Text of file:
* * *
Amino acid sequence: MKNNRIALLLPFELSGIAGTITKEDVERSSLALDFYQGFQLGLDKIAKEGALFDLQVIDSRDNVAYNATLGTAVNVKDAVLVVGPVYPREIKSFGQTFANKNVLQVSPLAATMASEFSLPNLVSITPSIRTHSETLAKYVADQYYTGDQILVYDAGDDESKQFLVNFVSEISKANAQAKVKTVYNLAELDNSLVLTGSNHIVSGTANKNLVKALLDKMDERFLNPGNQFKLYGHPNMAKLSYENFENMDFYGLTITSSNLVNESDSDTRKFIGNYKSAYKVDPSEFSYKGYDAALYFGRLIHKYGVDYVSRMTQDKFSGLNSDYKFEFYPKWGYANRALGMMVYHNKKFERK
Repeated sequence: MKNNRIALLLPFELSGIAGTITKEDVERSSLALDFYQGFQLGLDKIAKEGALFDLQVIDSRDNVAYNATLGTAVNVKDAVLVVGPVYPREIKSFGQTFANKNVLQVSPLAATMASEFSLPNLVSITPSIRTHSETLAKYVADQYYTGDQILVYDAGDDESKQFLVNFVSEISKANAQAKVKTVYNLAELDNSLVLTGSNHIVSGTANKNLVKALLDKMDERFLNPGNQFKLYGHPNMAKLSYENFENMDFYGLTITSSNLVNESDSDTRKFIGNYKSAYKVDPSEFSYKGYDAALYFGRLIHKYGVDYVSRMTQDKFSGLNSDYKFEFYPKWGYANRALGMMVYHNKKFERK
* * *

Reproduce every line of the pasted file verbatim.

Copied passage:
Amino acid sequence: MKNNRIALLLPFELSGIAGTITKEDVERSSLALDFYQGFQLGLDKIAKEGALFDLQVIDSRDNVAYNATLGTAVNVKDAVLVVGPVYPREIKSFGQTFANKNVLQVSPLAATMASEFSLPNLVSITPSIRTHSETLAKYVADQYYTGDQILVYDAGDDESKQFLVNFVSEISKANAQAKVKTVYNLAELDNSLVLTGSNHIVSGTANKNLVKALLDKMDERFLNPGNQFKLYGHPNMAKLSYENFENMDFYGLTITSSNLVNESDSDTRKFIGNYKSAYKVDPSEFSYKGYDAALYFGRLIHKYGVDYVSRMTQDKFSGLNSDYKFEFYPKWGYANRALGMMVYHNKKFERK
Repeated sequence: MKNNRIALLLPFELSGIAGTITKEDVERSSLALDFYQGFQLGLDKIAKEGALFDLQVIDSRDNVAYNATLGTAVNVKDAVLVVGPVYPREIKSFGQTFANKNVLQVSPLAATMASEFSLPNLVSITPSIRTHSETLAKYVADQYYTGDQILVYDAGDDESKQFLVNFVSEISKANAQAKVKTVYNLAELDNSLVLTGSNHIVSGTANKNLVKALLDKMDERFLNPGNQFKLYGHPNMAKLSYENFENMDFYGLTITSSNLVNESDSDTRKFIGNYKSAYKVDPSEFSYKGYDAALYFGRLIHKYGVDYVSRMTQDKFSGLNSDYKFEFYPKWGYANRALGMMVYHNKKFERK